Week Two Wrap-Up

As our second week comes to an end, most of us agree that exploring San Sebastián and the Basque Country have been nothing short of surreal.  The freedom to navigate the city on our own has definitely instilled a feeling of self-confidence and satisfaction in us.  Many times, we’ve encountered situations that seem overwhelming and daunting at first, but, with time, I think all of us have discovered that we are more than capable of making mature decisions, even in a place with a culture different from that of our own.  That being said, here are some highlights from session 2’s last two weeks in the Basque Country.

Sunset in San Sebastian on Pintxo Pote.

  Pintxo Pote (Pronounced P-een-cho) is a promotion in San Sebastián that many bars and restaurants (specifically in the Gros neighborhood) take part in every Thursday night.  Typically, a bar will offer a pintxo and a drink for one unit price, typically around only two euros!  This popular event often attracts many customers, and it was not uncommon for us to see massive crowds in line at a bar streaming out into the street.  Oftentimes, it can be a challenge to find the right bar to stay, because we don’t want to sacrifice quality for speed.  Bars with better pintxos will be busier, and therefore the longer the wait.  That being said, there is a certain charm to the crowded bars during Pintxo Pote.  Everyone is having a good time and enjoying good food, and it is truly a unique atmosphere.  Pintxo Pote is a great opportunity to socialize with friends and enjoy some delicious Basque cuisine, and it has quickly become one of our favorite parts of life in San Sebastián.

Sam and I try our hand at Salsa.

During our second week of classes at Lacunza, several of us heard about a salsa dancing class being taught.  While I’m not one to typically put myself out there (choreographically speaking) I didn’t want to miss this opportunity.  The class took place at a bar near our residence, and it was easy to get to.  Inside, it was hot and crowded. There were plenty of young people, but also plenty of older folks too which I thought was really cool.  The class was fast paced and challenging, and it was difficult to keep up.  Thankfully, doing it with friends helped to make the whole experience much more approachable.  As my friend Sam Hargett puts it, “Salsa is a very rhythmic art form, and it was great to experience a dance that so many people enjoy but that is also so intricate”. We learned a dance move called the ‘suzie’, which involves a type of criss-cross pattern with the feet, leading with the left foot moving to the right, then the right foot moving to the left.  This quickly became a favorite for many of us even when we moved on to partner work.  While we certainly are not professional Salsa dancers now, it was a great experience to put ourselves outside of our comfort zone and try something new.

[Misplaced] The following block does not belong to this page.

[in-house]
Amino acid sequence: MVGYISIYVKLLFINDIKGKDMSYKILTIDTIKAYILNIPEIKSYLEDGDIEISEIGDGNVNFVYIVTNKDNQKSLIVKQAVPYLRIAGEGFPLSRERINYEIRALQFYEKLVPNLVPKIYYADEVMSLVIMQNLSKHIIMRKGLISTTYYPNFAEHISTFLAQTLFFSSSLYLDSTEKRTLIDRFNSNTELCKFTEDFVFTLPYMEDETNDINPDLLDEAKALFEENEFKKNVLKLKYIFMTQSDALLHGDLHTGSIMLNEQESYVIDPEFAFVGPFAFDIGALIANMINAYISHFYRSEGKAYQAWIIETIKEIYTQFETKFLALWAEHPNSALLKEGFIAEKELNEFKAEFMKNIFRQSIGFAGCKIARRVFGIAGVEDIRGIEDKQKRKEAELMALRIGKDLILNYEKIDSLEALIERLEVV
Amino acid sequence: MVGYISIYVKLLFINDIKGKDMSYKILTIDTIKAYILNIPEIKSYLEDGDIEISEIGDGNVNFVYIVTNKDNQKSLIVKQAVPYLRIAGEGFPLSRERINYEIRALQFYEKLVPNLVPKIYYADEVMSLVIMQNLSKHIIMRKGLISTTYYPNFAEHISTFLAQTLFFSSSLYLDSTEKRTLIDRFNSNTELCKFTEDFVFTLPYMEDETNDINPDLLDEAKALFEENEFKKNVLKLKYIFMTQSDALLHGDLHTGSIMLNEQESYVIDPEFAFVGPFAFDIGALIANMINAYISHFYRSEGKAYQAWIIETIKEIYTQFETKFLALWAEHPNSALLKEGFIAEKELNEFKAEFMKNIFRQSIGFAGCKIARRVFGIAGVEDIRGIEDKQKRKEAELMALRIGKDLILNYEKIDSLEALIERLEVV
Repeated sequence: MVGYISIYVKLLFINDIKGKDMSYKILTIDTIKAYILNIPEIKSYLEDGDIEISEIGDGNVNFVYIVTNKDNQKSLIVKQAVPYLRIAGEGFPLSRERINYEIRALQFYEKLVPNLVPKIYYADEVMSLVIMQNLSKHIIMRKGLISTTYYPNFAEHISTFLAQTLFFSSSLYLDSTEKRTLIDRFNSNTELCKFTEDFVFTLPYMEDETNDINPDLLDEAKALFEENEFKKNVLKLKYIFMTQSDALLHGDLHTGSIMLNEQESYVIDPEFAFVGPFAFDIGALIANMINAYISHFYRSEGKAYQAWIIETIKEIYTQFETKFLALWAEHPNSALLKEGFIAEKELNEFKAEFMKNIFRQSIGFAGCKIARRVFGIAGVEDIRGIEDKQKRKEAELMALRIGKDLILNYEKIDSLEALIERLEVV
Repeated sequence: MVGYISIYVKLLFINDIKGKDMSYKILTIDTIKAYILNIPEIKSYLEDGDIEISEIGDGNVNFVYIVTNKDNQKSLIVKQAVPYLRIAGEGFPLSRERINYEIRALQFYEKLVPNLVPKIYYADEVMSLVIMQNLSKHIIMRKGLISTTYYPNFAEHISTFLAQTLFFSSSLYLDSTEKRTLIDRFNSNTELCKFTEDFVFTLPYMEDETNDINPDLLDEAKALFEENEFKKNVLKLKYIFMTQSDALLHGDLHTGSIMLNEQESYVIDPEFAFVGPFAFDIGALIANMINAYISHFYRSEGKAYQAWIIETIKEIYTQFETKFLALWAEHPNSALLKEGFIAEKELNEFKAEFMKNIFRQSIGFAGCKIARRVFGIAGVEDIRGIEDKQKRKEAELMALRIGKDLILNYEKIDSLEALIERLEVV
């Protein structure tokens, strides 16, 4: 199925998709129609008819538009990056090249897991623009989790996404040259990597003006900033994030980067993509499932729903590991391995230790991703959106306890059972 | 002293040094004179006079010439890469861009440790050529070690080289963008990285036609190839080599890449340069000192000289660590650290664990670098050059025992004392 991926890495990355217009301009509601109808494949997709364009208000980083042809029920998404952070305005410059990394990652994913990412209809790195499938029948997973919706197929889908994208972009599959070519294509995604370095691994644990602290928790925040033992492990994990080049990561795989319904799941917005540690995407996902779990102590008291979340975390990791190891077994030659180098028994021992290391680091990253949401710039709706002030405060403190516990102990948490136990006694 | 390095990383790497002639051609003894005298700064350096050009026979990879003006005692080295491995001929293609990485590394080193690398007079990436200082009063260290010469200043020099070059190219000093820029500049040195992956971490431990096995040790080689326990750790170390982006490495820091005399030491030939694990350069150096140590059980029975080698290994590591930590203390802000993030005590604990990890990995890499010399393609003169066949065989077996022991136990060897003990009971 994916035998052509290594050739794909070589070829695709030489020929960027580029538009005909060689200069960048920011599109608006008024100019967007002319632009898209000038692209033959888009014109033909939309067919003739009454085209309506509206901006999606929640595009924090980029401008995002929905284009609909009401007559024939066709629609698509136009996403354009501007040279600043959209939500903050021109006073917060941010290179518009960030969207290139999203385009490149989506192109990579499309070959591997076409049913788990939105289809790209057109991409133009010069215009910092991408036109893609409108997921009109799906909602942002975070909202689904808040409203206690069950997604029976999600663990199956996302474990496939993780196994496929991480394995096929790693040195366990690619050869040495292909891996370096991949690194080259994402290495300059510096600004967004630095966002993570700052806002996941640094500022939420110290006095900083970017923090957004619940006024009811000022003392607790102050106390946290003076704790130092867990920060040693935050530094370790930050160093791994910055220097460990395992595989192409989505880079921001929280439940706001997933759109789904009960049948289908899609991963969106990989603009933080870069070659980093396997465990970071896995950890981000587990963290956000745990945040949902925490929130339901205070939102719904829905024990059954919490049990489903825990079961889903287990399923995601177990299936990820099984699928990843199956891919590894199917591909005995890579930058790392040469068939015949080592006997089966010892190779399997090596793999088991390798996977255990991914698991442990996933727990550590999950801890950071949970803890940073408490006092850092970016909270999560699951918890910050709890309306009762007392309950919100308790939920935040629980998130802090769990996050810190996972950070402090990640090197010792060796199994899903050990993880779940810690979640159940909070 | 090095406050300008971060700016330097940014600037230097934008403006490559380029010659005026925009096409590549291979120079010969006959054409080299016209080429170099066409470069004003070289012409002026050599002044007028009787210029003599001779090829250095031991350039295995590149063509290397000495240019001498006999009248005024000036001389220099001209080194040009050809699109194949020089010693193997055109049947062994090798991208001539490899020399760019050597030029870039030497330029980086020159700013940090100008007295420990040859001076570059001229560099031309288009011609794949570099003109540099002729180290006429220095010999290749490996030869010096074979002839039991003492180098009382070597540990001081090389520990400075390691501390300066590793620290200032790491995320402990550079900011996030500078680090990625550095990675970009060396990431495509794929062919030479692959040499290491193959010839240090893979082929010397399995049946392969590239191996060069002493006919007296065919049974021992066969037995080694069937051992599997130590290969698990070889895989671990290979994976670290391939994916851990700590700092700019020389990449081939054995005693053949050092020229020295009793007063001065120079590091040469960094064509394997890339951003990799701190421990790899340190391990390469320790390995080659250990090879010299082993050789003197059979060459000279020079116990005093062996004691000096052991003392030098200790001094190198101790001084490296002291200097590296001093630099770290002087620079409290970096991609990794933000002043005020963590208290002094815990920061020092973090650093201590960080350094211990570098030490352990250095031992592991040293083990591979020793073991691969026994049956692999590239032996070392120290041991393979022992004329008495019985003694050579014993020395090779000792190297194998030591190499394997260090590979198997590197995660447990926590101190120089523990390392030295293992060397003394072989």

‘Charmartin’ train station in Madrid, Spain

As the weekend fast approaches, many of us plan to travel elsewhere in Spain: a group of us to Madrid, and a group of us to Barcelona.  While it is a great privilege to visit areas of Spain outside the Basque country, it also comes with a set of challenges.  For most of us, this was our first time attempting to book a trip by ourselves, let alone in another country.  Attempting to find the best way to get there became an obvious challenge.  In America, flying is usually the expectation when traveling a longer distance, but in Spain, their public transportation infrastructure is so successful that we had many affordable and efficient options for traveling. Besides flying, there were many rail and bus services that were accessible to us. We decided to travel by train, although flying would have been only marginally more expensive. We used the Spanish rail network ‘Renfe’ to book our tickets and we were happy to discover that their website was very user friendly.  The only thing more difficult about traveling in Spain is the increased number of options compared to the United States, but this is something I think we could all quickly get used to.

 The past couple weeks have certainly flown by, and it’s hard to think we only have one more week to go.  It’s certainly been an amazing experience to try new foods and gain new experiences, growing more accustomed to the various nuances of the Basque cuisine and culture.